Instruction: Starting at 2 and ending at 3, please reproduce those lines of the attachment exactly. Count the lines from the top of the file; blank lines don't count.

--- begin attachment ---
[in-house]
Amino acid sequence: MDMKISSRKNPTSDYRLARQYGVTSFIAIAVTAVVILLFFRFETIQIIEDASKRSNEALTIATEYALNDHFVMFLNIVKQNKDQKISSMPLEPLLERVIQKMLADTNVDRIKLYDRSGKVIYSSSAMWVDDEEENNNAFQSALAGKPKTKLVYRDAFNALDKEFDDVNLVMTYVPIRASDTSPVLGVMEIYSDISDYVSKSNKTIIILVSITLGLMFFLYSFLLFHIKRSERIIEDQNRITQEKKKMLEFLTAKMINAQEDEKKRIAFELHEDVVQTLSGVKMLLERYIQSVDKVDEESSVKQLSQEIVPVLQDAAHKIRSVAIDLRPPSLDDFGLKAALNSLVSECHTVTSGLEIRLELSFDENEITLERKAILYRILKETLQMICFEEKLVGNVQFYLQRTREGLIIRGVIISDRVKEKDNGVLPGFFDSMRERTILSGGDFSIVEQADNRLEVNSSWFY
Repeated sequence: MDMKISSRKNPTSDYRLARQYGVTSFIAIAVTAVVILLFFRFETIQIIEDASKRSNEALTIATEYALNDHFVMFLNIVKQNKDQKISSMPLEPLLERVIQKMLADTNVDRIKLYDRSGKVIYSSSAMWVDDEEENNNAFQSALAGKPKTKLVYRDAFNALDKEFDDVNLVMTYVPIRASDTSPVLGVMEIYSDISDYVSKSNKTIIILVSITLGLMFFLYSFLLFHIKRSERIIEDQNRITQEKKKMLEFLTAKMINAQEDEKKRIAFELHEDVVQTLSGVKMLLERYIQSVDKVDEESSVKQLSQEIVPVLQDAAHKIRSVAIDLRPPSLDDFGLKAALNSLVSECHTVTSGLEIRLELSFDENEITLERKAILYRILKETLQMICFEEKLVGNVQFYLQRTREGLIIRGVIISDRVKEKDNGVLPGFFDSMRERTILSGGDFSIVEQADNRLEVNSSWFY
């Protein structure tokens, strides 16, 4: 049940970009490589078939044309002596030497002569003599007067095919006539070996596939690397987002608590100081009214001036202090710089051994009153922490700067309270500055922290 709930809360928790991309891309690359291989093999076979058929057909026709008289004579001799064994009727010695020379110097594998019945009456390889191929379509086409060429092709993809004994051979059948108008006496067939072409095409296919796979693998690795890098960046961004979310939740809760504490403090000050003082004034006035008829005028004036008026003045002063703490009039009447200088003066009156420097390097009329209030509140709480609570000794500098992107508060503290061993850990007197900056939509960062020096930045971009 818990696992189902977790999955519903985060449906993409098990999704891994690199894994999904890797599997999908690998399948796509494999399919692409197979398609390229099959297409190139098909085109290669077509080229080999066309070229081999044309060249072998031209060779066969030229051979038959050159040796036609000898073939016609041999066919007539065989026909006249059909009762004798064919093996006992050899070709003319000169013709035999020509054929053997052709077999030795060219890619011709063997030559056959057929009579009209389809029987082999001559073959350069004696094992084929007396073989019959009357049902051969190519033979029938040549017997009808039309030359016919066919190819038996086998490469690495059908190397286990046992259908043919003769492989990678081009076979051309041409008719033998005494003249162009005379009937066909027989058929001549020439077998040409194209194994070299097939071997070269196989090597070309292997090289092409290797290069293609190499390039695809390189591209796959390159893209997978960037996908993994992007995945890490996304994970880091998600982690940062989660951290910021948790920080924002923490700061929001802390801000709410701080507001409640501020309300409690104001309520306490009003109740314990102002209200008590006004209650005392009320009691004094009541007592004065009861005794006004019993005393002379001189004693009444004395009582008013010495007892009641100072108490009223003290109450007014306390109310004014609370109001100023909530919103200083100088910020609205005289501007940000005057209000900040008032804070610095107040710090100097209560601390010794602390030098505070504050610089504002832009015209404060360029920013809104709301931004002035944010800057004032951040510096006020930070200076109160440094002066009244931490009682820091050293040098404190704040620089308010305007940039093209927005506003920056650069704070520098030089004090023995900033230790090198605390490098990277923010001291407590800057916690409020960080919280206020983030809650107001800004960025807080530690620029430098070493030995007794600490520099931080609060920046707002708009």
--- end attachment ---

Amino acid sequence: MDMKISSRKNPTSDYRLARQYGVTSFIAIAVTAVVILLFFRFETIQIIEDASKRSNEALTIATEYALNDHFVMFLNIVKQNKDQKISSMPLEPLLERVIQKMLADTNVDRIKLYDRSGKVIYSSSAMWVDDEEENNNAFQSALAGKPKTKLVYRDAFNALDKEFDDVNLVMTYVPIRASDTSPVLGVMEIYSDISDYVSKSNKTIIILVSITLGLMFFLYSFLLFHIKRSERIIEDQNRITQEKKKMLEFLTAKMINAQEDEKKRIAFELHEDVVQTLSGVKMLLERYIQSVDKVDEESSVKQLSQEIVPVLQDAAHKIRSVAIDLRPPSLDDFGLKAALNSLVSECHTVTSGLEIRLELSFDENEITLERKAILYRILKETLQMICFEEKLVGNVQFYLQRTREGLIIRGVIISDRVKEKDNGVLPGFFDSMRERTILSGGDFSIVEQADNRLEVNSSWFY
Repeated sequence: MDMKISSRKNPTSDYRLARQYGVTSFIAIAVTAVVILLFFRFETIQIIEDASKRSNEALTIATEYALNDHFVMFLNIVKQNKDQKISSMPLEPLLERVIQKMLADTNVDRIKLYDRSGKVIYSSSAMWVDDEEENNNAFQSALAGKPKTKLVYRDAFNALDKEFDDVNLVMTYVPIRASDTSPVLGVMEIYSDISDYVSKSNKTIIILVSITLGLMFFLYSFLLFHIKRSERIIEDQNRITQEKKKMLEFLTAKMINAQEDEKKRIAFELHEDVVQTLSGVKMLLERYIQSVDKVDEESSVKQLSQEIVPVLQDAAHKIRSVAIDLRPPSLDDFGLKAALNSLVSECHTVTSGLEIRLELSFDENEITLERKAILYRILKETLQMICFEEKLVGNVQFYLQRTREGLIIRGVIISDRVKEKDNGVLPGFFDSMRERTILSGGDFSIVEQADNRLEVNSSWFY